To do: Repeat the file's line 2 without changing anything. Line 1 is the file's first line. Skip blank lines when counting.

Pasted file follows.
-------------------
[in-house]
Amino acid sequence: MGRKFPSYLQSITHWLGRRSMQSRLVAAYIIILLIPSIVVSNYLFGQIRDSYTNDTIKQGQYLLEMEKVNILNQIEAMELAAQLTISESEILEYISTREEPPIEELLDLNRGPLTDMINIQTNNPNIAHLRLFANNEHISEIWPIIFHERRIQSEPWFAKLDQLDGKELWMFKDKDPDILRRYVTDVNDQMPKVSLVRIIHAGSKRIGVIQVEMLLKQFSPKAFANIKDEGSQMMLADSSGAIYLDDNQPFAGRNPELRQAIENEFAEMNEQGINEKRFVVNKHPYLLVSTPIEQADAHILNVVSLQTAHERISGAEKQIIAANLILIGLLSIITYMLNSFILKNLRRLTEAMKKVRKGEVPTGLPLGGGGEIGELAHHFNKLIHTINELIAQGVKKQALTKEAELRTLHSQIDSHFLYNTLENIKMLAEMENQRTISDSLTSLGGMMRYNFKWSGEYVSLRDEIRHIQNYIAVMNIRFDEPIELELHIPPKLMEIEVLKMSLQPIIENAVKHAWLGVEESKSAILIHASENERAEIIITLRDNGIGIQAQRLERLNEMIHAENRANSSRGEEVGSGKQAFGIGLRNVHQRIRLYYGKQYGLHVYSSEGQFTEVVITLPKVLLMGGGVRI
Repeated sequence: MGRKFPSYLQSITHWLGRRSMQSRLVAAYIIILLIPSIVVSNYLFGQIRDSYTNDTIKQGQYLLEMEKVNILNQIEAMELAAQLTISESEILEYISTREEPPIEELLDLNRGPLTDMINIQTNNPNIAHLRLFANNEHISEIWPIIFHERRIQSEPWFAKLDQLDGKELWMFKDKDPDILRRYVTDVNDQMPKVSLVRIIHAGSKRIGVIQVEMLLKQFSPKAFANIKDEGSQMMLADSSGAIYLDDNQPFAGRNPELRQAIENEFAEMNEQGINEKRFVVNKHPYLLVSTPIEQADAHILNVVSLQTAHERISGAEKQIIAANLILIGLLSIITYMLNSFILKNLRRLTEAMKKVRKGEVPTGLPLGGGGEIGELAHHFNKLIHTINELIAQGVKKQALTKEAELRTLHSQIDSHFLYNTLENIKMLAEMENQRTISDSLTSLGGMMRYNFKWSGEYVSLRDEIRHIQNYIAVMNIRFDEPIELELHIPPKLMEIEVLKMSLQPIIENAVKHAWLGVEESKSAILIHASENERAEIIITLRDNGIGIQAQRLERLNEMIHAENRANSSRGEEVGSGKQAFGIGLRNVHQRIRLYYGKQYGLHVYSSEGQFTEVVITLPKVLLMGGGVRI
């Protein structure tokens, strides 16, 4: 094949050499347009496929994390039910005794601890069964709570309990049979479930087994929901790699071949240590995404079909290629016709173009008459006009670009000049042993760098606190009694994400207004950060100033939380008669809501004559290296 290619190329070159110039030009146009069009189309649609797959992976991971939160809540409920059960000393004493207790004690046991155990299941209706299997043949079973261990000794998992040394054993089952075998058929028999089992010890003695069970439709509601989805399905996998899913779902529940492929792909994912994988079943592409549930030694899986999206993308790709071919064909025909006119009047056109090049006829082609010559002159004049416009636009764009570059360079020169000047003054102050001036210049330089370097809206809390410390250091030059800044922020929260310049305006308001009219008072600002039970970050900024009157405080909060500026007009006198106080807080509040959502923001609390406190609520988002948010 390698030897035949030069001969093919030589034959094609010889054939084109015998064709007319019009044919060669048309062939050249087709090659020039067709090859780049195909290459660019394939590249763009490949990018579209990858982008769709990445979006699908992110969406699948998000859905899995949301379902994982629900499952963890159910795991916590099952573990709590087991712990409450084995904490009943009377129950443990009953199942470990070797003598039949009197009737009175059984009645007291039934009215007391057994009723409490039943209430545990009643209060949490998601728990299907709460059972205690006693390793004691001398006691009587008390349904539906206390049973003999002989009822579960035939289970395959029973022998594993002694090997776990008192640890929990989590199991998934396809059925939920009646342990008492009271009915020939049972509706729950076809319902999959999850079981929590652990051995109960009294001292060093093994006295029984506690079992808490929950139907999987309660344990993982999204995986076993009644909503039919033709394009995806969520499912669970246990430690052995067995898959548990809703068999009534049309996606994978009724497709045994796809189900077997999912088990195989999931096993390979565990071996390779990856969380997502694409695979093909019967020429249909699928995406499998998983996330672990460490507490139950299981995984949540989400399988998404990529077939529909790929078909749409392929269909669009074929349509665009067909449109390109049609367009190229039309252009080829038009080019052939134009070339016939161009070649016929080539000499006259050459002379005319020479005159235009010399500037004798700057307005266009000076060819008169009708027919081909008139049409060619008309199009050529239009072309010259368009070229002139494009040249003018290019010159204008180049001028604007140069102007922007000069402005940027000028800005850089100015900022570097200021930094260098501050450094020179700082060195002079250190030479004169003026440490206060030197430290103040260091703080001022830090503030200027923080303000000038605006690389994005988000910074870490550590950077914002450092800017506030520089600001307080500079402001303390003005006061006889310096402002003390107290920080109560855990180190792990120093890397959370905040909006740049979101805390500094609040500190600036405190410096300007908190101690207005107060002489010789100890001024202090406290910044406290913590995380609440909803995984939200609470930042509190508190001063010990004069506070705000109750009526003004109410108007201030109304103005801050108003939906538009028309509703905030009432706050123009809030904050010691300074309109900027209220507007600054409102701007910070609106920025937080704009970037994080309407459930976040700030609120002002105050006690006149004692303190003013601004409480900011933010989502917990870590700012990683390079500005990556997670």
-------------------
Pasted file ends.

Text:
Amino acid sequence: MGRKFPSYLQSITHWLGRRSMQSRLVAAYIIILLIPSIVVSNYLFGQIRDSYTNDTIKQGQYLLEMEKVNILNQIEAMELAAQLTISESEILEYISTREEPPIEELLDLNRGPLTDMINIQTNNPNIAHLRLFANNEHISEIWPIIFHERRIQSEPWFAKLDQLDGKELWMFKDKDPDILRRYVTDVNDQMPKVSLVRIIHAGSKRIGVIQVEMLLKQFSPKAFANIKDEGSQMMLADSSGAIYLDDNQPFAGRNPELRQAIENEFAEMNEQGINEKRFVVNKHPYLLVSTPIEQADAHILNVVSLQTAHERISGAEKQIIAANLILIGLLSIITYMLNSFILKNLRRLTEAMKKVRKGEVPTGLPLGGGGEIGELAHHFNKLIHTINELIAQGVKKQALTKEAELRTLHSQIDSHFLYNTLENIKMLAEMENQRTISDSLTSLGGMMRYNFKWSGEYVSLRDEIRHIQNYIAVMNIRFDEPIELELHIPPKLMEIEVLKMSLQPIIENAVKHAWLGVEESKSAILIHASENERAEIIITLRDNGIGIQAQRLERLNEMIHAENRANSSRGEEVGSGKQAFGIGLRNVHQRIRLYYGKQYGLHVYSSEGQFTEVVITLPKVLLMGGGVRI